The Olympic women’s time trial champion and the men’s national champion cycled way below their means – seventh and 25th – and neither of them knew what was wrong.
It was striking that they were both on the starting podium with an excellent feeling on Sunday. This could well be the day when I become world champion again, Van Vleuten thought, until halfway through the sledgehammer blow came: her interval turned out to be minutes too slow. After that mental blow, all that was left to do was suffer.
Mollema had trained well on the time trial bike for days and had pedaled the right, high wattages. “The first 10 minutes felt good too.” But when he looked at his bike computer, he was shocked. He pushed 20 watts less than usual. He felt that that is a lot from the gust of wind that Stefan Küng, who came in second, produced. Already after three quarters of the time trial, the Swiss passed Mollema, who started 1.5 minutes earlier.
Mollema and Van Vleuten were not the only ones groping in the dark. Also top favorite and reigning world champion, the Italian Filippo Ganna, did not understand his off-day: he only finished seventh. ‘In the past few days I drove hopeful wattages.’
Cycling is now so data-driven that when power figures are inexplicably bad, other data is sought for a conclusive explanation. The most heard after the World Cup time trials is called jet lag. But unfortunately, the data of attempts to beat the time difference shows little agreement in both losing and winning riders.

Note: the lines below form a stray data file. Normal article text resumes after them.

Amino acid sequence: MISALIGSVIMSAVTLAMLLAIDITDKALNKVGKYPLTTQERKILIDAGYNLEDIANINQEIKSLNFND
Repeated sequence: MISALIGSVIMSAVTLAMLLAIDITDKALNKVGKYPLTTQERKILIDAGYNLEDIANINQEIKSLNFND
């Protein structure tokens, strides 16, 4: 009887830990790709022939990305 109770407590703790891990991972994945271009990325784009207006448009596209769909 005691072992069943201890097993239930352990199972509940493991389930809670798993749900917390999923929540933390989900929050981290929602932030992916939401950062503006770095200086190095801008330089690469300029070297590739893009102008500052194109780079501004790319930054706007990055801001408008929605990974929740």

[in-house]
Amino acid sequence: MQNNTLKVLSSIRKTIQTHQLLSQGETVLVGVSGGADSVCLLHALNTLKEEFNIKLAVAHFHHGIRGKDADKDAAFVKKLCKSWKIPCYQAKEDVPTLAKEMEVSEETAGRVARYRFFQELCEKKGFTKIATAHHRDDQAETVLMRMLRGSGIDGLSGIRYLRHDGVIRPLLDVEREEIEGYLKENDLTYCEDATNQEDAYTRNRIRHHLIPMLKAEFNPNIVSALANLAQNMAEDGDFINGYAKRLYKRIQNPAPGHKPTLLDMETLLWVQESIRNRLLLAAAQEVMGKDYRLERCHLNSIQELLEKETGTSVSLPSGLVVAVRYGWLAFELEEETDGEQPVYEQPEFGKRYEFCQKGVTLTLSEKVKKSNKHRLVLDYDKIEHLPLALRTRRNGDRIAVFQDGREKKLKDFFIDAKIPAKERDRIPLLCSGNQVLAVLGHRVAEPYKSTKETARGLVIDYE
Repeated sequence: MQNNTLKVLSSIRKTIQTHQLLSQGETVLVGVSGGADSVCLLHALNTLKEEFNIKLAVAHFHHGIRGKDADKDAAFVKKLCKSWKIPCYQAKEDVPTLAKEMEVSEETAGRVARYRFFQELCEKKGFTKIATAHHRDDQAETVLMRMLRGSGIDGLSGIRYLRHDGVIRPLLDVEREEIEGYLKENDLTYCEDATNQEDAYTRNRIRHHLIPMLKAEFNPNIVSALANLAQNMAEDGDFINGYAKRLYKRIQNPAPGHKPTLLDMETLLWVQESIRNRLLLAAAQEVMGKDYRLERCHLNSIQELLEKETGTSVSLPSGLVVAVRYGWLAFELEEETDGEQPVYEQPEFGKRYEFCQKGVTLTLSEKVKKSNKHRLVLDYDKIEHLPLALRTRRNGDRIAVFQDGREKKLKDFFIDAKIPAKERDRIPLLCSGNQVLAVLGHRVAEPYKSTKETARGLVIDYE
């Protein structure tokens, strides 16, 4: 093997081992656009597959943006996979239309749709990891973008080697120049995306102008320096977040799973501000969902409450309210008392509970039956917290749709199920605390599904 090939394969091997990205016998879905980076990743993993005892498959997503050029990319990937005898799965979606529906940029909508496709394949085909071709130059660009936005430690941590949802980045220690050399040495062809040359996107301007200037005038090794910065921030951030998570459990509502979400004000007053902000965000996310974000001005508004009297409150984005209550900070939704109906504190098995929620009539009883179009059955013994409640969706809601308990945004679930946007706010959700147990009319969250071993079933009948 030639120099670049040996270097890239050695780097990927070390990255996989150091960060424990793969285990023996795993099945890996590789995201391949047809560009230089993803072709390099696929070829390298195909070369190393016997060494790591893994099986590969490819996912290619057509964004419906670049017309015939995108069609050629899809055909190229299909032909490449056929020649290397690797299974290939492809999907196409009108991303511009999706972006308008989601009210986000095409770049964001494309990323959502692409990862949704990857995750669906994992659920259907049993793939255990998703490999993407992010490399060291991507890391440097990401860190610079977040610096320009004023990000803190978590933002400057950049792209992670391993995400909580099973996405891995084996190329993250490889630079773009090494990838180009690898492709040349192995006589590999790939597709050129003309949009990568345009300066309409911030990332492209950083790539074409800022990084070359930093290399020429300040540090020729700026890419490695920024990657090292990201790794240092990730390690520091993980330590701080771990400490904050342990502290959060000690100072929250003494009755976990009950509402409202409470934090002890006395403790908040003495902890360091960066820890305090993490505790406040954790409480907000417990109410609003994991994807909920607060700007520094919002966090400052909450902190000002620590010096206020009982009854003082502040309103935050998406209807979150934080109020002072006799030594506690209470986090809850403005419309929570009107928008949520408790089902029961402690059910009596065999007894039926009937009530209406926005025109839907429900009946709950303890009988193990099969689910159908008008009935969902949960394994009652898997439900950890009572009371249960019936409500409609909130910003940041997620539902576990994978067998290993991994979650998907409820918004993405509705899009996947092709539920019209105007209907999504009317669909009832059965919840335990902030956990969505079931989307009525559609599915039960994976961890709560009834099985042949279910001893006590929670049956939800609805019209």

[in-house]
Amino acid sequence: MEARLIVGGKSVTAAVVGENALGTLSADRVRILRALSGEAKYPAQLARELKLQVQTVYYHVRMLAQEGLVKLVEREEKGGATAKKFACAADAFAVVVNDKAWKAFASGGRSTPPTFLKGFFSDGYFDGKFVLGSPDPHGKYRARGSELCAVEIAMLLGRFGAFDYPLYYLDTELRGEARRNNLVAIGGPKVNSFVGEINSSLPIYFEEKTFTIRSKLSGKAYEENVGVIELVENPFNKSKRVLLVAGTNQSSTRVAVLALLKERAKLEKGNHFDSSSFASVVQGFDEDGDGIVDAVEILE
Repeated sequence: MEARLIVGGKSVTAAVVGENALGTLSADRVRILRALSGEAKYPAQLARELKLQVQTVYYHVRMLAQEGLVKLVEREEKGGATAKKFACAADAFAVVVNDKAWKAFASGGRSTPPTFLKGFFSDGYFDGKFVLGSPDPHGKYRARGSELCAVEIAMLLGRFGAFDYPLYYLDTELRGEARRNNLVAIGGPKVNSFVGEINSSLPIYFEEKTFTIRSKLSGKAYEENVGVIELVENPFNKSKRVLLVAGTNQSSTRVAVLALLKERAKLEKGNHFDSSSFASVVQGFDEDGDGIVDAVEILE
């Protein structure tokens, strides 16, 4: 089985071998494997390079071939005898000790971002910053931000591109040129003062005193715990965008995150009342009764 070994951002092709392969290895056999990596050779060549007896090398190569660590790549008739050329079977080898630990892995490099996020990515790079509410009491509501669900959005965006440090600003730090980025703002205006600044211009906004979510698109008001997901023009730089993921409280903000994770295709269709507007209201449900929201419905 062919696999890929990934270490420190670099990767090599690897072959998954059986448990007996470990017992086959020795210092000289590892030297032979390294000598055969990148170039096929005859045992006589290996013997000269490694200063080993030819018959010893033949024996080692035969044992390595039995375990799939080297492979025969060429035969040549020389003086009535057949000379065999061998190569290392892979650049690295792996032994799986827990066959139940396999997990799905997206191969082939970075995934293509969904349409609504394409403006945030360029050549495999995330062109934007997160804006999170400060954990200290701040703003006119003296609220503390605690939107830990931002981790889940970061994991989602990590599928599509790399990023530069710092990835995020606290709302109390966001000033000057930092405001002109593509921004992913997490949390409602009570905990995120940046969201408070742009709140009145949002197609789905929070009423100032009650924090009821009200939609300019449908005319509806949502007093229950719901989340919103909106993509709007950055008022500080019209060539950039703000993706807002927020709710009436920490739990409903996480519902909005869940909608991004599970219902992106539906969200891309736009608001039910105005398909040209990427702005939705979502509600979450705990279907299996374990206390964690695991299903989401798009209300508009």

The rule of thumb is that it takes one day to get used to every hour of time difference. Europe-Australia is eight o’clock. Ganna had been in Australia for more than ten days when he painfully visibly collapsed halfway through on Sunday. Mollema was also there early and announced exactly a week before the time trial that he had completed his first stage in Australia.
On the other hand: Ellen van Dijk arrived in Australia at the same time as Mollema and won her third world title in the time trial. Norwegian Tobias Foss was late in Australia, but is now world champion in the men’s time trial. Could that be because he took the western route through Canada? The biological clock tends to adjust faster to the west than to the east.
Jet lag protocol
Van Vleuten also sat on the bike later than the rule of thumb prescribes. She had already started the jet lag protocol during the Vuelta, which she won, in which riders gradually followed the day and night times of Australia well in advance – dinner around lunchtime.
Riders also use light therapy glasses to bridge the time difference. According to former riders, that succeeds with the head rather than the body, partly due to the physically demanding, because long flight. Mathieu van der Poel barely got any sleep in the 25 hours of Brussels-Dubai-Sydney. He was, however, so tired on arrival that he slept like a log the first night in Australia.
Two days later, Van der Poel rode well in the mixed team time trial, which fell into the water for the Netherlands due to a falling chain at Mollema and a blowout for Van Vleuten. No theory about the effect of jet lag on top athletes will help against failing equipment.